How to Can Water for Emergencies
Although knowing how to produce or procure clean water is vital in an emergency situation, canning water is often overlooked. It shouldn’t be. Sure, bottled water is easy to come by and pretty cheap to purchase, but not everyone is convinced that long-term storage in plastic containers is completely safe and others aren’t crazy about the environmental aspect either.
Put Empty Jars to Good Use!
There’s also the fact that many preppers have an impressive store of jars ready to be used, so why not keep them filled with water? It doesn’t take up any extra space, and you can always use the water if you need the jar!
If supplies are cut, then you simply cannot have too much clean drinking water. You also need water for sanitation, rehydrating dried foods, cooking and cleaning, alongside the ration of 1 gallon of water per person, per day that should be considered the absolute minimum.
It’s sometimes said that canned water can taste a little ‘flat.’ True enough, but that can be easily remedied by removing the lid, pouring out a little water, then giving the jar a good shake. Another way of aerating the water is to simply pour it into a clean jar, then back into it’s original jar a couple of times before drinking.
Here’s what you need:
Jars! As many as you hope to fill and store. Don’t worry too much if they are reused mayonnaise-type jars either. Although preserving jars with sealing rings are the touchstone, for water canning, as long as you get a good seal, then you’re fine.
You also need water, your canner or stockpot and a ladle or jug to fill the jars.
- Clean out those jars thoroughly and run through the hot cycle of the dishwasher if you have one, using the jars when still hot. Otherwise warm the jars in an oven heated to around 175 degrees.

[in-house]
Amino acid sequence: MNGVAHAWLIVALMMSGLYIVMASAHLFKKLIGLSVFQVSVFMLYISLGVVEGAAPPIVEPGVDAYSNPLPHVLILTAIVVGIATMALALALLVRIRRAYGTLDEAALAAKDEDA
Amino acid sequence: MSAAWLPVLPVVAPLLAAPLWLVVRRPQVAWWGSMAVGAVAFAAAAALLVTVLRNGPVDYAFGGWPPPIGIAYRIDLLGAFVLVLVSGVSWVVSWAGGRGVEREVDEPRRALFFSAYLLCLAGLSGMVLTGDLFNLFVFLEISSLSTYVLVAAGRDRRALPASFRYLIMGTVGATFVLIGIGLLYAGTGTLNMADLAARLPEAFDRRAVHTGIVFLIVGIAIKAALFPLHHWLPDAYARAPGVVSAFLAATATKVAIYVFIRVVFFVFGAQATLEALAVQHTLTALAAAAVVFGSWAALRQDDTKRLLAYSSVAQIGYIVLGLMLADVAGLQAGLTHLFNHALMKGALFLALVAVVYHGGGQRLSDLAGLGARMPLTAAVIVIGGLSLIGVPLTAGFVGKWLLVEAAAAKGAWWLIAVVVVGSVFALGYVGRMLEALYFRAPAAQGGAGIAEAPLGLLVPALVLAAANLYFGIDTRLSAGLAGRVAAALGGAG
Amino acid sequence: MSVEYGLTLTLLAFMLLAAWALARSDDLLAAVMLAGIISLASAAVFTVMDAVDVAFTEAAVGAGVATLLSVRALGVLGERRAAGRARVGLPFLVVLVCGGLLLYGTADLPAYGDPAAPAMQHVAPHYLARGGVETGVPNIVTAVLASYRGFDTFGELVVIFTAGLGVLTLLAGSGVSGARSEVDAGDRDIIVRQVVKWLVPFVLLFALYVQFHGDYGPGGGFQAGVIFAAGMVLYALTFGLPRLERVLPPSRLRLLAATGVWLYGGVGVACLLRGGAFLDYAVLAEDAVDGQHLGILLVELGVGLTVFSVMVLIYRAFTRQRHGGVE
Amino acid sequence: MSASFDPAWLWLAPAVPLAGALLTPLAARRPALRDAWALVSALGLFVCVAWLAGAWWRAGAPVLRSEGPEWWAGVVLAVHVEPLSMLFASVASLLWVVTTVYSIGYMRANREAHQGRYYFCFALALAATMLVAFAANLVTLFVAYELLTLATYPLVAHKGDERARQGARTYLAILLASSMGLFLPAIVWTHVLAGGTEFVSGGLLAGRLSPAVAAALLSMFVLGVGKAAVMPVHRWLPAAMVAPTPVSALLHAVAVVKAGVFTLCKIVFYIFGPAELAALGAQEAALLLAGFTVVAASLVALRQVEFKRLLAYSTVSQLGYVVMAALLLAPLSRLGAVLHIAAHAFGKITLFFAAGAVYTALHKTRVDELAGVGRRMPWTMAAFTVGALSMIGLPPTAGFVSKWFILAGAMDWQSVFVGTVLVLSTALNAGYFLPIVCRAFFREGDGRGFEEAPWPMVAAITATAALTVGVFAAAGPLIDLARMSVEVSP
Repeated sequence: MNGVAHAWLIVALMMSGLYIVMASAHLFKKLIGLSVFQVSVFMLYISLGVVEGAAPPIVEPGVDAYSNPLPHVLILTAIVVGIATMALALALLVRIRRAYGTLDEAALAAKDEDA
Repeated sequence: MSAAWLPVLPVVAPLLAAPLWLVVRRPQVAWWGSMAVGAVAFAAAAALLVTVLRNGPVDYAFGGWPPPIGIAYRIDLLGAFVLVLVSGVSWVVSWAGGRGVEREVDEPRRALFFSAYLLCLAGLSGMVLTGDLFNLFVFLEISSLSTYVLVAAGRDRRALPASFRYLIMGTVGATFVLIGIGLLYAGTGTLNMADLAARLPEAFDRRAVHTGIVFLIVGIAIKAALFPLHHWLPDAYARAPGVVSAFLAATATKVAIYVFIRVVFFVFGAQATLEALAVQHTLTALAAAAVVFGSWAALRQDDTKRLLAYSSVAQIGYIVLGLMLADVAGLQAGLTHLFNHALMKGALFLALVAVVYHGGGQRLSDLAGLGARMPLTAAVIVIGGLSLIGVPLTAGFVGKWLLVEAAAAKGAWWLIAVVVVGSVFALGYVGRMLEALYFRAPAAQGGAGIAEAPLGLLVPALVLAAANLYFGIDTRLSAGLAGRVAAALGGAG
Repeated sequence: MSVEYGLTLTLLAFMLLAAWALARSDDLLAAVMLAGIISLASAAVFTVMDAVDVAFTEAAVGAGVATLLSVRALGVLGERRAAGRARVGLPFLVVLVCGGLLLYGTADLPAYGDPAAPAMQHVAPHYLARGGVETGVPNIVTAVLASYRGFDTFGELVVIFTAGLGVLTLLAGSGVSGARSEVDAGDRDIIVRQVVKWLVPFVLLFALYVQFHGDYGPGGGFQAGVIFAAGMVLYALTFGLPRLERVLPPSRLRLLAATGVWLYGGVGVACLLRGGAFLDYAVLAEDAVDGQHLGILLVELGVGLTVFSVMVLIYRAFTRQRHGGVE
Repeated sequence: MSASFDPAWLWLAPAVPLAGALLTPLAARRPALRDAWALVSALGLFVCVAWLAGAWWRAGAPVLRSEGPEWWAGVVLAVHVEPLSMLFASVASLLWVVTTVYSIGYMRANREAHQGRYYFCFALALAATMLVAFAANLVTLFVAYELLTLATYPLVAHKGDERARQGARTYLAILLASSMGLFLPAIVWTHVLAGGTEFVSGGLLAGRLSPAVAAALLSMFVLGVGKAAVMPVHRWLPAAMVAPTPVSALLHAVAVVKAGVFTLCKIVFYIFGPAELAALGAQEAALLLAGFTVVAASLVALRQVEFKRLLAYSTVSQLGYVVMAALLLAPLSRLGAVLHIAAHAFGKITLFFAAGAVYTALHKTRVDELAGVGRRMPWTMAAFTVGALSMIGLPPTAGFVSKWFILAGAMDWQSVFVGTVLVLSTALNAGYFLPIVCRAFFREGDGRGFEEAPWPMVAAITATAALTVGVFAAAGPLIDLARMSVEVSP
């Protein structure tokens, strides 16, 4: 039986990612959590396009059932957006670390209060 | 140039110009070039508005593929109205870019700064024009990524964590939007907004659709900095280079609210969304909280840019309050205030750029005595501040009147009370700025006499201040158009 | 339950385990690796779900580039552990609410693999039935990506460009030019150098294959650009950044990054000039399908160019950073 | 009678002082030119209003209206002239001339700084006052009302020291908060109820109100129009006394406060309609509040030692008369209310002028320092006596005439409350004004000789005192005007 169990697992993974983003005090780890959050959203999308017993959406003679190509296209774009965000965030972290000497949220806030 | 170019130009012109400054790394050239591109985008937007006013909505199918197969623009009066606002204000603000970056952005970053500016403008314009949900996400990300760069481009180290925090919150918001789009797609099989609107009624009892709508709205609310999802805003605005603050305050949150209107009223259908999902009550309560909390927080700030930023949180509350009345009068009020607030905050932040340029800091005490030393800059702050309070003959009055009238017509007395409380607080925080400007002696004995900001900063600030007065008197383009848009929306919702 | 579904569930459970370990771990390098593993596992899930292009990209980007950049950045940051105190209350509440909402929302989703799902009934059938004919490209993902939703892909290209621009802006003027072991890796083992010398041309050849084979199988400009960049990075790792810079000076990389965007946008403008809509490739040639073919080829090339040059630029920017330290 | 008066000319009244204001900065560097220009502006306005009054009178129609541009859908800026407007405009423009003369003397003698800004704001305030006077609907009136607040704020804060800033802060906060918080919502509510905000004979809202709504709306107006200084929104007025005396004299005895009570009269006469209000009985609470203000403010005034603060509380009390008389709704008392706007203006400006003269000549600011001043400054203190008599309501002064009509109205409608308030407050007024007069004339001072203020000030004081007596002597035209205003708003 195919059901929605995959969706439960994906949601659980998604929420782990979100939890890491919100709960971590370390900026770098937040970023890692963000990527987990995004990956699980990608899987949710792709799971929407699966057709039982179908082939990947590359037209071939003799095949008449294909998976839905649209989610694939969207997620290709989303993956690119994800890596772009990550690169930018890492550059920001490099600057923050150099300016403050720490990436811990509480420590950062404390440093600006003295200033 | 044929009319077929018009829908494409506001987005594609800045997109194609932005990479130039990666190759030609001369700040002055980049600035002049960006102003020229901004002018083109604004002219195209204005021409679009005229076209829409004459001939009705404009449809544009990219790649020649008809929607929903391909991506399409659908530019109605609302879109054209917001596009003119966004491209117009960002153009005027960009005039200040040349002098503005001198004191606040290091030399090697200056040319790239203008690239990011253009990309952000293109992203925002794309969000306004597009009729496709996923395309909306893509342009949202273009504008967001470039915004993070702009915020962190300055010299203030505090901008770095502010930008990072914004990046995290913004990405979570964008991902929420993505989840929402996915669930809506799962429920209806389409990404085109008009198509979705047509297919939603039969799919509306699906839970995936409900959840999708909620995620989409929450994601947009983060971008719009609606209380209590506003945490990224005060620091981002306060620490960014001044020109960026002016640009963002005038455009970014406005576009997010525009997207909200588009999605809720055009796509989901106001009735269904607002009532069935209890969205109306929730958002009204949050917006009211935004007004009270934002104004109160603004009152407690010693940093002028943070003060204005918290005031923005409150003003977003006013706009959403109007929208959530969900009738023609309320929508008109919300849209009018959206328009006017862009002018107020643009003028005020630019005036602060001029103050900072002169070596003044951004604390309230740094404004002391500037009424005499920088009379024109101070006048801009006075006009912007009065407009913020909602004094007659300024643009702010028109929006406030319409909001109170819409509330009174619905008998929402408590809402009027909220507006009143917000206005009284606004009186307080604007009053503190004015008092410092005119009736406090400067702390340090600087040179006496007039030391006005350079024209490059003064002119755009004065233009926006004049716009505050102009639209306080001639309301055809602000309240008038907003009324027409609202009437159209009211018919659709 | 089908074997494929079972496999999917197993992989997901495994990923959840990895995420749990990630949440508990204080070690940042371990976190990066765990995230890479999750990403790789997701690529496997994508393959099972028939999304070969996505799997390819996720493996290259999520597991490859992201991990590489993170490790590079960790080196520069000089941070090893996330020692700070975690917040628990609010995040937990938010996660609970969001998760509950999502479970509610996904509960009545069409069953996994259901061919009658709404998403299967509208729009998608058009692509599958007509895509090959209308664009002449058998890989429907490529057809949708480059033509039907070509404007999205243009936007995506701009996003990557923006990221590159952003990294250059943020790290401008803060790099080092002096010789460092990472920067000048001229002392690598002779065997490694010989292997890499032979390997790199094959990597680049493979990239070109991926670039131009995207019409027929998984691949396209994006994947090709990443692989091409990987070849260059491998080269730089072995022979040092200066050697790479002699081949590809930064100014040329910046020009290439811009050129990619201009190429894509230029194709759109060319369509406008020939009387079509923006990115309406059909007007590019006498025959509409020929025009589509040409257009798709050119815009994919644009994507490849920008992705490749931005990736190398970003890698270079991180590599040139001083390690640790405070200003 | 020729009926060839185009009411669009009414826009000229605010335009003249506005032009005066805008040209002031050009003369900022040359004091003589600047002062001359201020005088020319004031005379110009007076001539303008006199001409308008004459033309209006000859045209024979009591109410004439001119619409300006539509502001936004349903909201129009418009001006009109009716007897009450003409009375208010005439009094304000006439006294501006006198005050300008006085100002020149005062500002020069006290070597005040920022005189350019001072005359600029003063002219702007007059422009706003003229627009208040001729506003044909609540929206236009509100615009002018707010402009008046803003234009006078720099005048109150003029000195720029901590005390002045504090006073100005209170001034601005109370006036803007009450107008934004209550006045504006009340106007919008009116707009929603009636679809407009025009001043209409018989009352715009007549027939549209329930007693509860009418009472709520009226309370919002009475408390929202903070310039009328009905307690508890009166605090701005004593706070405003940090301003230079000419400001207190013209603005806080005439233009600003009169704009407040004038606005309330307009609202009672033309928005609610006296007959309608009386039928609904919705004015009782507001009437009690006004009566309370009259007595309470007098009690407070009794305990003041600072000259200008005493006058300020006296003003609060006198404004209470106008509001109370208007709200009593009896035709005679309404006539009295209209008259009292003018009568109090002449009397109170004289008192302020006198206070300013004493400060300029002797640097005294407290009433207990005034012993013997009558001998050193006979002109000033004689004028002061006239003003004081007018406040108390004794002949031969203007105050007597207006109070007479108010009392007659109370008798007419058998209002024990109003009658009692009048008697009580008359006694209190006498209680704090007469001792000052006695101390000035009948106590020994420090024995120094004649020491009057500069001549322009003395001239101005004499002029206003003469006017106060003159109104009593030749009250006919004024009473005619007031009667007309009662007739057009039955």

- Meanwhile, take your biggest stockpot, canner or saucepan and boil up some water to fill the jars. You know how many jars you have to fill, so work accordingly.
- While the water is coming to a boil, prepare a safe place to store the filled jars until they’ve cooled down by spreading out a double thickness tea towel or cloth somewhere they won’t get knocked over (they’ll be placed upside down initially).
- Keep the water on a rolling boil for 10 minutes, topping up the water level a little if necessary.
- Working with the hot jars, one at a time, keeping the rest warm in the oven or dishwasher, fill each one with boiling water to around ½ inch below the rim, using a ladle or jug.
- Taking good care not to burn or scald yourself, and using thick rubber gloves if it helps, screw the lids back on or reseal and place upside down, on your prepared cloth, and leave until completely cool.
- Once cool, turn the jars the right way again, and check that the lids have sealed nicely. If you’ve used metal, reusable-type lids, you can check if you have a good seal by trying to ‘pop’ the center of the lid. If it stays solid, it’s sealed. If it ‘pops’ in and out, then use the water straight away and start again.
Shelf Life and Storage
Some people add a little salt, sugar or even a drop of bleach to the water to ensure a long shelf life.
A good habit to get into is to make up a couple of jars of water every time you use your canner for other purposes, then just add them to your supplies.
Canned water should last for 6 months to a year (arguably even longer) if stored in a cool, dark place. As with most canned items, don’t store in direct sunlight. Mark up the jar with the date you canned it and enjoy knowing that you’ve just made a truly canny addition to your stores!
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